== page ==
To meet the UN’s Sustainable Development Goal 6, Clean water and sanitation for all, the current rate of progress must quadruple. 1.6 billion could remain without clean water in 2030 if nothing is changed, reports the World Economic Forum (WEF).
Drinking unsafe water poses a daily risk, with serious health consequences including sickness or death. When people start drinking water that is free from contamination, cases of waterborne disease drop dramatically. Babies have a better chance of living past the age of five, children can attend school regularly and parents can be steady providers. Water unlocks human potential and increases opportunities for people to succeed.
Sam Gil, Senior Global WASH Advisor at the Center for Affordable Water and Sanitation Technology, CAWST, believes that behavior change is key to achieve the goals needed to bring clean water to everyone.
Combine behavioral change with the right technology and services, and we can make lasting change.Sam Gil, Senior Global WASH Advisor at CAWST
There is more than one way to get safe water into a home. Household water treatment, for instance, follows the same steps as a municipal-level water treatment scheme, but can be done right at home: protect the source, treat the water, and transport and store it safely.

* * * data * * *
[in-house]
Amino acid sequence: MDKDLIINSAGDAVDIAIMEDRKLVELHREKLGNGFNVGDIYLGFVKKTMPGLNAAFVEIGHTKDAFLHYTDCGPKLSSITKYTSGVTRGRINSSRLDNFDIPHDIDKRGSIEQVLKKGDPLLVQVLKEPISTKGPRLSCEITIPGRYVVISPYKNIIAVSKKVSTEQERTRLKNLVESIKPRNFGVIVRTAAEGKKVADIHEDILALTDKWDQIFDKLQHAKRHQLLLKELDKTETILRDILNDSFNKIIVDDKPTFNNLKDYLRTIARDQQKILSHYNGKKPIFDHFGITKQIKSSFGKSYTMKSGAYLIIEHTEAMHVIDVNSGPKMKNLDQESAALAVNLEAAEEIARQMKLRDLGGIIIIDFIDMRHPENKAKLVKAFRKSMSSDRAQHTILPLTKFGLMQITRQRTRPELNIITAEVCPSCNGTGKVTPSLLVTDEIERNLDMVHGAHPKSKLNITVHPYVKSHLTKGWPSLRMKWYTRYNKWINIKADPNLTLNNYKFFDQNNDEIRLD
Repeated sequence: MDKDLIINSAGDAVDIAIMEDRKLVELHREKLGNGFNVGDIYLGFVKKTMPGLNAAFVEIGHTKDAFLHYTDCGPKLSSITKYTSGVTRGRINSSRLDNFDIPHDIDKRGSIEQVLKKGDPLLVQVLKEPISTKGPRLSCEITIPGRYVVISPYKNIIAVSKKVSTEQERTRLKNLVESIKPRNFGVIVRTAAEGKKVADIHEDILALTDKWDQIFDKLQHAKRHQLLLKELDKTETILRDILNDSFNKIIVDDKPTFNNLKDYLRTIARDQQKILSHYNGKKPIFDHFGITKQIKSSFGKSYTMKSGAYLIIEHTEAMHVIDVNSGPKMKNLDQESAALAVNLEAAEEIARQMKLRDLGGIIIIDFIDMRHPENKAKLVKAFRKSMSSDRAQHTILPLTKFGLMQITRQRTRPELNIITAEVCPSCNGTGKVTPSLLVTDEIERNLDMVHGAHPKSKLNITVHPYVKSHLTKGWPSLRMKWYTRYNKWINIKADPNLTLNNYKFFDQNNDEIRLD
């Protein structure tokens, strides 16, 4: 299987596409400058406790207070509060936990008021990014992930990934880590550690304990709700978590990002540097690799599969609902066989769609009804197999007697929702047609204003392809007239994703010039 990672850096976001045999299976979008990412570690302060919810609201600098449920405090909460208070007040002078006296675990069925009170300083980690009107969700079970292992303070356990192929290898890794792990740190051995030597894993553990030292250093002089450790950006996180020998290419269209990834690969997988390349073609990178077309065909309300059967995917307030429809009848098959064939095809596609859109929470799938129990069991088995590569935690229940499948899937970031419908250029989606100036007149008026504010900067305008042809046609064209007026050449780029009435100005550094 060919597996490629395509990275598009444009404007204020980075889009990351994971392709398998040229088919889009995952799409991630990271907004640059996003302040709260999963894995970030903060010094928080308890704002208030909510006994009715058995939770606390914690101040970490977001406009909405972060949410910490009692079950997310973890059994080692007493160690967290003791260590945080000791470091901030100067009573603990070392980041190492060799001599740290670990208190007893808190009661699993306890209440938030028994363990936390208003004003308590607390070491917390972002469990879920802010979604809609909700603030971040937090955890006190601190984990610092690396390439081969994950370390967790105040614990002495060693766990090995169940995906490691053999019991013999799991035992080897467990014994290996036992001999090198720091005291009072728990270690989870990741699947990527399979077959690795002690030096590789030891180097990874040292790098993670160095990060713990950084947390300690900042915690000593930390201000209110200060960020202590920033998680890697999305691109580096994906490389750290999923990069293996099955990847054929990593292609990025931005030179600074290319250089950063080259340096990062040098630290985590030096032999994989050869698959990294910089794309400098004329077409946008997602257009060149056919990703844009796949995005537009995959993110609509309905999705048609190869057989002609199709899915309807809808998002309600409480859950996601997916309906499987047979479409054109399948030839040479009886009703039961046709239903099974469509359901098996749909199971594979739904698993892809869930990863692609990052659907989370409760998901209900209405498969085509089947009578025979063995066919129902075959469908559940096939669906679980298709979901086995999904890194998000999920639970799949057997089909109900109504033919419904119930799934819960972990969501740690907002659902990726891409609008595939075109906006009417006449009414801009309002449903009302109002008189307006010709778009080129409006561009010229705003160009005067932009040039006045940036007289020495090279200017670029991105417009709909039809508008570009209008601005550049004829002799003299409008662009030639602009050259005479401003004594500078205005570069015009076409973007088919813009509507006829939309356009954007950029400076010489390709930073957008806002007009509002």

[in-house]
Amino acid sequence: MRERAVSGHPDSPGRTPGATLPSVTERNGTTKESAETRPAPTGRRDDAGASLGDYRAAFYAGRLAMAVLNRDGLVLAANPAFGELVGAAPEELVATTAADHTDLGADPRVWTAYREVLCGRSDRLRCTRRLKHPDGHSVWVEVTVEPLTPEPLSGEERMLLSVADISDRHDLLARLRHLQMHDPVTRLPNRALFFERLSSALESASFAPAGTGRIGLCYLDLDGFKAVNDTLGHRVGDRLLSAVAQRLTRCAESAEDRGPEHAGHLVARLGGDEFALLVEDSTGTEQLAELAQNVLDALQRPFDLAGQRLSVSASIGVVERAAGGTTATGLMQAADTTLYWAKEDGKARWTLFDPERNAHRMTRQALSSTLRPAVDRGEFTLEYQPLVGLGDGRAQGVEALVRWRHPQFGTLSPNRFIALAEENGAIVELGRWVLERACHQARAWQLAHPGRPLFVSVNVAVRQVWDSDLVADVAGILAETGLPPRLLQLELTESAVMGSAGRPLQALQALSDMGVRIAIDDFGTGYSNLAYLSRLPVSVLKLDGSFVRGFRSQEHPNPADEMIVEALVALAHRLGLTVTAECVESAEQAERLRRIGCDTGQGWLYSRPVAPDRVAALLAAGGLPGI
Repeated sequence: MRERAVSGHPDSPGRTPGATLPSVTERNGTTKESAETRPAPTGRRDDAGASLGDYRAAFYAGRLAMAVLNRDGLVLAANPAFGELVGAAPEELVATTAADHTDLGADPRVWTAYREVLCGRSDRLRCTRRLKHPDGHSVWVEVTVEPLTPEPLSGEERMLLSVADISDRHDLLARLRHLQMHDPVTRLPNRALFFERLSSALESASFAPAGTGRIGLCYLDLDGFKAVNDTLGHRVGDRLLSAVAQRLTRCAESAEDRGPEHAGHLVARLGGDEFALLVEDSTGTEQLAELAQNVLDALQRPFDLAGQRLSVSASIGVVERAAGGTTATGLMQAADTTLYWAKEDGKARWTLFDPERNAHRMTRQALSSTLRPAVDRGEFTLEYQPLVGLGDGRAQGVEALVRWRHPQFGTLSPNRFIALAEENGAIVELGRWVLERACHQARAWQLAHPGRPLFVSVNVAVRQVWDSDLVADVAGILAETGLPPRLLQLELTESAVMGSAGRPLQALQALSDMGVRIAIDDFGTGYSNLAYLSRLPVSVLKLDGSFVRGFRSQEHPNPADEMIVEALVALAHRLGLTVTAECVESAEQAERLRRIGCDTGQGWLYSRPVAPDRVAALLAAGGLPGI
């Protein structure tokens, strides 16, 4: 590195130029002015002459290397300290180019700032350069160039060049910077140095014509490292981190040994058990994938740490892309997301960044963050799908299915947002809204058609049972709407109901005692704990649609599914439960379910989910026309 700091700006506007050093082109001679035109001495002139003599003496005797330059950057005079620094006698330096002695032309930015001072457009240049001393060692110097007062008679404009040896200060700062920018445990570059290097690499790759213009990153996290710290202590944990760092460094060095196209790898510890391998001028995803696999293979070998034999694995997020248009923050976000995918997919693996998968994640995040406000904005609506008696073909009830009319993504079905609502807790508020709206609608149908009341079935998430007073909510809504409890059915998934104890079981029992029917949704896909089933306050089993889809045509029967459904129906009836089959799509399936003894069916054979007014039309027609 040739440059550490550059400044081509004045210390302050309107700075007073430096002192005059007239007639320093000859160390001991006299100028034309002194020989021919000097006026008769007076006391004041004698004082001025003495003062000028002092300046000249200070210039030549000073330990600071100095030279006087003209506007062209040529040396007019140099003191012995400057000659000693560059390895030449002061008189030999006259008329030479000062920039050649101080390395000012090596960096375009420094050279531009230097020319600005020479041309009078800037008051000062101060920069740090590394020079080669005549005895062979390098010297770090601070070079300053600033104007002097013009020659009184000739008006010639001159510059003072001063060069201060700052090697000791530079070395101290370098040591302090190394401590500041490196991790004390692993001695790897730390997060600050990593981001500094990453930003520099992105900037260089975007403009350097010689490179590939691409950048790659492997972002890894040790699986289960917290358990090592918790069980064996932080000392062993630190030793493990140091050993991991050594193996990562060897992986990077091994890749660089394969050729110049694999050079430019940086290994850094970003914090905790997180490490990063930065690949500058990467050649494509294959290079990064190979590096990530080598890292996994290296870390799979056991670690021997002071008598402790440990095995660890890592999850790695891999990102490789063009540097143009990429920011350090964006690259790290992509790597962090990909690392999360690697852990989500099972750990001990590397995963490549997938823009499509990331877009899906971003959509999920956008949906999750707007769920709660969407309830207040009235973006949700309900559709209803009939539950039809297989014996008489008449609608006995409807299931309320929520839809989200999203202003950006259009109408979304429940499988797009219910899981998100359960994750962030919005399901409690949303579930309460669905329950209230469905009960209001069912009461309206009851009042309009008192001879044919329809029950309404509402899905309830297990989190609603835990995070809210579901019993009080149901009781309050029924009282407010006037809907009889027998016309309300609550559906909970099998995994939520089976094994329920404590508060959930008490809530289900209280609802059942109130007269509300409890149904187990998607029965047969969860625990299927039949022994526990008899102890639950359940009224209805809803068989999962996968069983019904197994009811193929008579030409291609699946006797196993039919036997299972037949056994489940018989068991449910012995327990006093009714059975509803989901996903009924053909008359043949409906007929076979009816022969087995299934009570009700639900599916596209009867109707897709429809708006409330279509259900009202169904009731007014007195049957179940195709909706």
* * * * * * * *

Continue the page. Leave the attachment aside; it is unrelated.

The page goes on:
The Government of Colombia is determined to reach 100% coverage by 2030. To get there, they are embracing alternatives to piped, chlorinated water that meet acceptable drinking-water quality standards. This is recognized through a change in their legislation to include household water treatment in combination with a variety of water sources (eg., hand-dug wells, springs, surface water).
Many of the solutions they are introducing can be manufactured close to home with local materials and are far less complex to operate and maintain than traditional, chlorinated, piped systems. Through outreach and education, communities are able to select solutions based on their specific context and what they are able to sustain.
With this initiative, more people will be able to take action to bring safe drinking water into their homes and communities. More people taking action collectively is essential to achieving universal access to safe drinking water.
Millions of people collect and use water daily from a variety of sources including those that are contaminated with chemicals and feces (human and animal). In many situations, such as in rural and fragile environments, pipes are not practical. And while people wait years for a pipe to arrive, they face daily risks from consuming the water at hand.
Household water treatment options include everything from chlorine drops to biosand filters (filters that mimic nature to remove pathogens, using sand, gravel and a biological system). When people learn about and start using household water treatment for themselves and their families, it transforms their lives and provides an immediate solution to an immediate need.
Turning “water knowledge” into common knowledge is key to reaching more people faster and building the community resilience needed to confront challenges like Covid and climate change.
Effective awareness programs, technical training, appropriate resource materials and supportive networks can set up anyone for success. When people have the education and confidence they need to get started, action proliferates and we may yet reach the 2030 goal of safe water for all.